Closing Down the On-Ramp to Alzheimer’s

Uncle Chuck was a gem. A big, warm-hearted, generous man, he’d been through a lot—including developing a nasty case of PTSD from the Vietnam War. He worked hard to overcome his trauma and became an even stronger, more compassionate person. He was quick to belly laugh, committed to his family, honest, authentic, and solid. He and my father were buddies on their 1959 college championship football team, which is how my dad met Uncle Chuck’s sister, my mom (who happened to be a cheerleader, LOL!). The rest is history. The last time I saw Uncle Chuck was Thanksgiving a few years ago. He’d recently been diagnosed with Alzheimer’s disease. 

Uncle Chuck was always willing to talk about difficult things. So, I asked him how he was doing. “It’s really hard, Kris,” he said, looking me squarely in the eye. “I’ve accepted it because I know that’s all I can do, but it’s hard. And to be honest, I’m scared, and I don’t want to leave Nat (his wife) alone.” He died a few months later.

My grandfather on my father’s side died of Alzheimer’s disease. My sister-in-law’s sister is currently declining with early Alzheimer’s. A few weeks ago, I learned that another uncle on mom’s side has been diagnosed with Alzheimer’s. It feels like Alzheimer’s is everywhere.

Is Alzheimer’s Disease Inevitable?

1 Happy multi-generational women having fun together after a yoga workout. Concept of community. wome spending time together and healthy aging to help prevent Alzheimer's.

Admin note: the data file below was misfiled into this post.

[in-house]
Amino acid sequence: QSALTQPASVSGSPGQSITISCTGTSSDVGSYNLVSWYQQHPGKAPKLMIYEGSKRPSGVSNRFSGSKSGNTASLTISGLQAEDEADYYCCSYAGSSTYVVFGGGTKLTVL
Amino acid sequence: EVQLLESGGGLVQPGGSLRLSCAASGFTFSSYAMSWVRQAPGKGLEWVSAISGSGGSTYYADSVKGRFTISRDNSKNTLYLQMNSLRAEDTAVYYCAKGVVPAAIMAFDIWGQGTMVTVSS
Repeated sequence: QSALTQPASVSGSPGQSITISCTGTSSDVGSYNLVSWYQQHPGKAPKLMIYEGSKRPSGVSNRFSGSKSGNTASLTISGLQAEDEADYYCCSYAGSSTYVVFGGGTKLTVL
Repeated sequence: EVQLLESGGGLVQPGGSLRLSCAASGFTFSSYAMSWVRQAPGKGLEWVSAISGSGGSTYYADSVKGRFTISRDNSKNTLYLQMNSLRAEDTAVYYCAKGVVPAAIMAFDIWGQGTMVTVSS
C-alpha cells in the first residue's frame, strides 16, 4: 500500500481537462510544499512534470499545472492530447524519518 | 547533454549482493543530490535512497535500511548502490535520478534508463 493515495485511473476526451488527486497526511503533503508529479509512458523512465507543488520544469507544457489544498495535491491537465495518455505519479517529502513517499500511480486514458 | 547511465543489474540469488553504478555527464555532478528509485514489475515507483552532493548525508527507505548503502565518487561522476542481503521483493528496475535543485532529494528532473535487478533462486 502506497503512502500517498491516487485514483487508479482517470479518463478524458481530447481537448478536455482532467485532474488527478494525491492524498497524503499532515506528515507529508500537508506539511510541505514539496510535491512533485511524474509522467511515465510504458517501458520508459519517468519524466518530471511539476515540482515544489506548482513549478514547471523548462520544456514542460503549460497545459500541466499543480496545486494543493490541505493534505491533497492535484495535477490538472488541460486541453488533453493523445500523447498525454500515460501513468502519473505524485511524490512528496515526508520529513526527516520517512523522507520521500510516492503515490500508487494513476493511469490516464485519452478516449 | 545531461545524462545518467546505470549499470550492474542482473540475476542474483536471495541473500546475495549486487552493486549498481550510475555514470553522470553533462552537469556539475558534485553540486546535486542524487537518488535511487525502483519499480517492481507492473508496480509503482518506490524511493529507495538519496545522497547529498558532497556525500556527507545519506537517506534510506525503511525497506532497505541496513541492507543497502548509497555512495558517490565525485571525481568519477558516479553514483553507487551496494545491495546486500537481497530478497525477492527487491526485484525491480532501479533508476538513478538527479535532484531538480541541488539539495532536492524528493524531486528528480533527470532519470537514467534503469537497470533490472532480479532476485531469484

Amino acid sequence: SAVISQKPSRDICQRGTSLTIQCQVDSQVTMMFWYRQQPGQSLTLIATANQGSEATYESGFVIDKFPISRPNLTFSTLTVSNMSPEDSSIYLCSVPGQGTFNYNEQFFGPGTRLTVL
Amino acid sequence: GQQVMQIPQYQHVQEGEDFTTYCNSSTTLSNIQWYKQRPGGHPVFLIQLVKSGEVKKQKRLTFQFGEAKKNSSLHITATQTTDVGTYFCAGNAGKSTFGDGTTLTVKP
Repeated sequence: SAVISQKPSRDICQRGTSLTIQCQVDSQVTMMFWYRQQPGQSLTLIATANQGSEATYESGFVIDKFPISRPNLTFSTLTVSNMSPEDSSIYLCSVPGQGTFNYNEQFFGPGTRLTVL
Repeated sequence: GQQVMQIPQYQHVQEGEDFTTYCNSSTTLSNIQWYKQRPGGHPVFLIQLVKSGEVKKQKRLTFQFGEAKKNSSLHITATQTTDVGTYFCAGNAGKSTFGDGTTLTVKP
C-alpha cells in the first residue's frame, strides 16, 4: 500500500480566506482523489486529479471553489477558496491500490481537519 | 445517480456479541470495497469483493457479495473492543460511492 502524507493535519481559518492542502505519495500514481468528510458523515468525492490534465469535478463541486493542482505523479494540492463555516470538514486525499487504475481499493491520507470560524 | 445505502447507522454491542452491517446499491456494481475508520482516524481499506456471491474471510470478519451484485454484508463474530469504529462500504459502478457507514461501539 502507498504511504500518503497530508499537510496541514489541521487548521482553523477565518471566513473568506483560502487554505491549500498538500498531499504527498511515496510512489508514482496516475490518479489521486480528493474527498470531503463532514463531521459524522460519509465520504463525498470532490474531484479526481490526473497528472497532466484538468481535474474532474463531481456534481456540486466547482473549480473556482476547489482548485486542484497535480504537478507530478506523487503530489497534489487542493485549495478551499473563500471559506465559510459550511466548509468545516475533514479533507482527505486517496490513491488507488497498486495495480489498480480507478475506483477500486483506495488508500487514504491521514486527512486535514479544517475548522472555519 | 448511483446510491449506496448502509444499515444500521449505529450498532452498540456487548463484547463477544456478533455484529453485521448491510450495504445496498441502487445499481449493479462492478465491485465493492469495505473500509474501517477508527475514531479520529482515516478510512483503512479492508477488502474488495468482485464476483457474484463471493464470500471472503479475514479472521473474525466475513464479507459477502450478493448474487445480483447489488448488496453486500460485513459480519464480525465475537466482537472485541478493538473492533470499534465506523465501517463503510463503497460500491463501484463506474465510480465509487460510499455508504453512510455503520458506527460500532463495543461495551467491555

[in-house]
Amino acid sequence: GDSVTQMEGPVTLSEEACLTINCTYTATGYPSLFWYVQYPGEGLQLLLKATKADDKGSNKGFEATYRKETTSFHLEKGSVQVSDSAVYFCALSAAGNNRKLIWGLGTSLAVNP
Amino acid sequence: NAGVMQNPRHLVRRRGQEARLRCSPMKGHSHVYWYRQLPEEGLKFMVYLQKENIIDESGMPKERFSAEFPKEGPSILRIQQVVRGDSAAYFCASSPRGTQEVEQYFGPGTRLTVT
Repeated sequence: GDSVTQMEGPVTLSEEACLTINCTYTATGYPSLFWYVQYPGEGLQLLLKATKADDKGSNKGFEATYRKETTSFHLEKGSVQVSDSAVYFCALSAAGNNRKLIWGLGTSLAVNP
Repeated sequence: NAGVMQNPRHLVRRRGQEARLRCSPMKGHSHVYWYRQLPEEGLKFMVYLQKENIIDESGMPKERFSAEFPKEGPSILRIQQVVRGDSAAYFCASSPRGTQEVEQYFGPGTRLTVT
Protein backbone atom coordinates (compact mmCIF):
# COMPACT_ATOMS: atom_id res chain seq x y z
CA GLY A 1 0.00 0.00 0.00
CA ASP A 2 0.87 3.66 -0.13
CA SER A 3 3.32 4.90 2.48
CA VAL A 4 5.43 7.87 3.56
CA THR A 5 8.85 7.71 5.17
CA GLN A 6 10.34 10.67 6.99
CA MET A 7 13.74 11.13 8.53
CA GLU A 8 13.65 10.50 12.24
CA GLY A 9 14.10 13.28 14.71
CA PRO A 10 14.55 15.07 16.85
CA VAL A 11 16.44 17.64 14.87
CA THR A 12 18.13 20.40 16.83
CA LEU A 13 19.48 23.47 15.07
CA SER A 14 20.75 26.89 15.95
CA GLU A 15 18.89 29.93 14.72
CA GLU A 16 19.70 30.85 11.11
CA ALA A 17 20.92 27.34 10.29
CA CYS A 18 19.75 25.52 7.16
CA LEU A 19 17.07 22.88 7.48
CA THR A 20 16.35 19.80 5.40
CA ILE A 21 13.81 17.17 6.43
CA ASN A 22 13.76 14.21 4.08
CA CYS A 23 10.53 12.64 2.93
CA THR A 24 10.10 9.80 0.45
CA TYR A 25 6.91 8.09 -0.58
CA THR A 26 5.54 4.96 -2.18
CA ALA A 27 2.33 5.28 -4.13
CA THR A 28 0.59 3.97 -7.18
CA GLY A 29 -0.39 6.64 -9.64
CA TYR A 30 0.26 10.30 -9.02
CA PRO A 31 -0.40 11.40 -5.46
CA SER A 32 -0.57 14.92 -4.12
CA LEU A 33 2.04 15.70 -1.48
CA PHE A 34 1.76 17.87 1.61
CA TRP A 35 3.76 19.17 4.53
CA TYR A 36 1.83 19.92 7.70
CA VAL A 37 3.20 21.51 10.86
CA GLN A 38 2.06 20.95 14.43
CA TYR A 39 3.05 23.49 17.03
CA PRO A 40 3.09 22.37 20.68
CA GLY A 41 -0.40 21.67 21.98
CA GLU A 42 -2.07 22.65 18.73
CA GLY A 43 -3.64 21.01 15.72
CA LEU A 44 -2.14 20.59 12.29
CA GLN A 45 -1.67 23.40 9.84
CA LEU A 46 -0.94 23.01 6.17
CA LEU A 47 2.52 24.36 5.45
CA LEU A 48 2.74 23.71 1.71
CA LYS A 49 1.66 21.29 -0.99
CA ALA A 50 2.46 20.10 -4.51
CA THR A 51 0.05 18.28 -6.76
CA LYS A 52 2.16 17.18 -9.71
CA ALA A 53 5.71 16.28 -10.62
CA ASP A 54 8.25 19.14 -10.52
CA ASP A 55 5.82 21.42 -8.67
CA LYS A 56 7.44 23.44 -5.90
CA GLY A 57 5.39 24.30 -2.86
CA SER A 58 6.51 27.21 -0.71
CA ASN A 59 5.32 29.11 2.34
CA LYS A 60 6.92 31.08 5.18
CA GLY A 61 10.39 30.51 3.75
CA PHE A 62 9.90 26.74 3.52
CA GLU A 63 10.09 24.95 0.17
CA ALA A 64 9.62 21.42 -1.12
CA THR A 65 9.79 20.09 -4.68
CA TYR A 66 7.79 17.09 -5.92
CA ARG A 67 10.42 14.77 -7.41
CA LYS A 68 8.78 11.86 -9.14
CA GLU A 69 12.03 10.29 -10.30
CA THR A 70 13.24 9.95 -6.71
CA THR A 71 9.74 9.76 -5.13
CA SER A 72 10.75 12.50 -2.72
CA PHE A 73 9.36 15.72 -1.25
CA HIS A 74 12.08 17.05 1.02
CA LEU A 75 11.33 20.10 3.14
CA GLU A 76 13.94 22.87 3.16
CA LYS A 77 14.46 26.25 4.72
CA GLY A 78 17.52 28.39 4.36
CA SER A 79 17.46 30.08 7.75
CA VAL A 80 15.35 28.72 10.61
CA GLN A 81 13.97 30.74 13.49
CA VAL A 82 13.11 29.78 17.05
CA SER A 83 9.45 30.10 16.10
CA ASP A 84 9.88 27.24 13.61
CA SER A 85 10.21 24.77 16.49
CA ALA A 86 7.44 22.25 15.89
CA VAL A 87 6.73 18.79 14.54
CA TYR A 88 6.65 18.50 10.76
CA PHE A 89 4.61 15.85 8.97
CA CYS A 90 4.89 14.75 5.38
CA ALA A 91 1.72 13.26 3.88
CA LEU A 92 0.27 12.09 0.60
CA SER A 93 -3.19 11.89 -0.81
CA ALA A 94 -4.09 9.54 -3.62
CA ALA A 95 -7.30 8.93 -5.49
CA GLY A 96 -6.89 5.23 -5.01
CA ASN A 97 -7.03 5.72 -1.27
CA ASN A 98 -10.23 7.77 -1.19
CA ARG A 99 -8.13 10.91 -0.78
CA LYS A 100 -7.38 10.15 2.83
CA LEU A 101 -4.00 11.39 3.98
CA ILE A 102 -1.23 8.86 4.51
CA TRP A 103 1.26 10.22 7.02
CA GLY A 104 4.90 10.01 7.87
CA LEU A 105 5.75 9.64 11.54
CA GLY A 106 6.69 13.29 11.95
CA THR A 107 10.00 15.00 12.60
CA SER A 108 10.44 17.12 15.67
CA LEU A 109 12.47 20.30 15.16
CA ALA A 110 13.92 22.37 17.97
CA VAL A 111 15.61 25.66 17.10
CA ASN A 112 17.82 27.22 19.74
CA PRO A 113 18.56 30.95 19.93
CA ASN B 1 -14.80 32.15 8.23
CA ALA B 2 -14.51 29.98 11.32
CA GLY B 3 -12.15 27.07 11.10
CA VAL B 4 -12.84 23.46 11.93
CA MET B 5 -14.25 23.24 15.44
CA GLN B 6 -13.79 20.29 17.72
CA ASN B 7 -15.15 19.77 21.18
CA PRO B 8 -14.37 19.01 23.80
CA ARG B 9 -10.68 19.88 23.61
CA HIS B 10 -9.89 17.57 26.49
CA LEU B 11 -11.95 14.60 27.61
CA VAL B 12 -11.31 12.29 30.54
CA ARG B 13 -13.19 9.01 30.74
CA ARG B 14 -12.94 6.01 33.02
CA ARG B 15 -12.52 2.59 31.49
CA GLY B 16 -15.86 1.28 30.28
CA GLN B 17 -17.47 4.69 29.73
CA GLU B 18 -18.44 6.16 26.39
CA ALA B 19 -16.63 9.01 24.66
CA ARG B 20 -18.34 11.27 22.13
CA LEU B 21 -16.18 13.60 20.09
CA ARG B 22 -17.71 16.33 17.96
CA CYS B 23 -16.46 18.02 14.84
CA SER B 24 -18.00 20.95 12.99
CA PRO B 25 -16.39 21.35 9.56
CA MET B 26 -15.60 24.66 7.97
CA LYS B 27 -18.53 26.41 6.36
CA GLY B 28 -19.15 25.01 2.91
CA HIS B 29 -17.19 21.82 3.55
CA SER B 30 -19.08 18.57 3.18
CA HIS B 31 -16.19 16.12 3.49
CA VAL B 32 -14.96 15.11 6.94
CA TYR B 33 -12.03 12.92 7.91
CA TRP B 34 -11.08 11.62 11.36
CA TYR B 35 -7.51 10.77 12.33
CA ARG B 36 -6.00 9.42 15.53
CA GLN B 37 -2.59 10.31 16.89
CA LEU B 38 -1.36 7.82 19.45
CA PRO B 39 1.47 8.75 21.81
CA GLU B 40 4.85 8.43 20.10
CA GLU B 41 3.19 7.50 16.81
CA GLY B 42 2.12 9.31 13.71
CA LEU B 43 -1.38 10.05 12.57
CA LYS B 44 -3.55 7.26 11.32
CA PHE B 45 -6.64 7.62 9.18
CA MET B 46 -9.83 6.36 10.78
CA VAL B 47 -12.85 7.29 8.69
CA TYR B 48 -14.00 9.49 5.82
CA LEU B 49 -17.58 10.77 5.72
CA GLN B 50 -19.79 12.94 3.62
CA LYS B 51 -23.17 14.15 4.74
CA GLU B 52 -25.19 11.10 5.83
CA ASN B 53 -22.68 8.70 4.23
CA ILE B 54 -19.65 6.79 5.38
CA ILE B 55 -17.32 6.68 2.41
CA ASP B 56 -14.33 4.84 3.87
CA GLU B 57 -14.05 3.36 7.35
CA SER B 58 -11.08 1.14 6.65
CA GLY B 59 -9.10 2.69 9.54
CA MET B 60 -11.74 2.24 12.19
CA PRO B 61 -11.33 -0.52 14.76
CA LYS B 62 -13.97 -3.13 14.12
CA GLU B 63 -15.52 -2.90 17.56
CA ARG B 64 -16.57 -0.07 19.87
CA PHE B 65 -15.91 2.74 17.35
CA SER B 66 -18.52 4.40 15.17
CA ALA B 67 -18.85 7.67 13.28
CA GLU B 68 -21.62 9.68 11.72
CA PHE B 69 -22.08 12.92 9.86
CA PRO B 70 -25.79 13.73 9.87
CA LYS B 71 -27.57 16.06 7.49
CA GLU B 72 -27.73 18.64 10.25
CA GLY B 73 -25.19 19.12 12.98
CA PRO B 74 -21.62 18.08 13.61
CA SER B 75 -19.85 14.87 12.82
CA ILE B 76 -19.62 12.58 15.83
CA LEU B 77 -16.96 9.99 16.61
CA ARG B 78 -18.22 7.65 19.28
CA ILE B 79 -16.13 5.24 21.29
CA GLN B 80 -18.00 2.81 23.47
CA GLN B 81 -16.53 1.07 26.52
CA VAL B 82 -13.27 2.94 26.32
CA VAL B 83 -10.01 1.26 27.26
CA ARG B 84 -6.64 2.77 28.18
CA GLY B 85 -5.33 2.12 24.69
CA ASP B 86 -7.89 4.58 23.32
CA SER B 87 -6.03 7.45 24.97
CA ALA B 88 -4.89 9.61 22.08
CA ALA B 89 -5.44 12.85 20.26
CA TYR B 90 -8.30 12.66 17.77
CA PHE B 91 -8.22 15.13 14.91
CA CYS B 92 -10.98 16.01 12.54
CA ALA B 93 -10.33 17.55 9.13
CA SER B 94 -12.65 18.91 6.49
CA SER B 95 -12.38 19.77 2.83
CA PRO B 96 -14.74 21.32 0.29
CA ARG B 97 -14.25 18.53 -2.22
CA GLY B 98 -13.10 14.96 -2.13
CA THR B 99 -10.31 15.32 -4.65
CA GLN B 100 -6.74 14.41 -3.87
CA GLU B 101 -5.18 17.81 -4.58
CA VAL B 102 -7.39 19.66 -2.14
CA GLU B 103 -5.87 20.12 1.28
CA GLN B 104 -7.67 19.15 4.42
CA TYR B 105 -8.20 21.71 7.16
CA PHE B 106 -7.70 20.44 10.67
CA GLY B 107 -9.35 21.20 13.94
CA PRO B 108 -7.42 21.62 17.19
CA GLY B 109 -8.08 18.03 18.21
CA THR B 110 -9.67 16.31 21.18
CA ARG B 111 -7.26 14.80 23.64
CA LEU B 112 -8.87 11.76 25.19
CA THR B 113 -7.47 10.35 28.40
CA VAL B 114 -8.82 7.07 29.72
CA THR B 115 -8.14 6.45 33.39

It’s estimated that seven to 10 percent of Americans over 65 are living with Alzheimer’s. About two-thirds are women, and African Americans are twice as likely to get the diagnosis. There’s a genetic component. You can get tested to find out if you have the APOE e4 gene, but whether or not you develop the disease is also dependent on lifestyle and social factors. And there’s currently no cure. But there may be prevention.

Last weekend, I attended the Alzheimer’s Research and Prevention Foundation’s 30th annual conference in Phoenix (I’m a member of their Yoga Advisory Council). The presentations were phenomenal and somewhat hopeful. Because lifestyle is a big factor, habits like regular yoga practice can be a major element of prevention.

What Are the “On Ramps”?

Heart health is important to help people with aging and also prevent Alzheimer's.

One presenter was Dr. Roberta Diaz Brinton, from the Center for Innovation in Brain Science at the University of Arizona, who’s spent years examining what she calls the “on-ramps” to Alzheimer’s. She explained that the big three are:

  1. Heart Disease
  2. Diabetes
  3. Estrogen depletion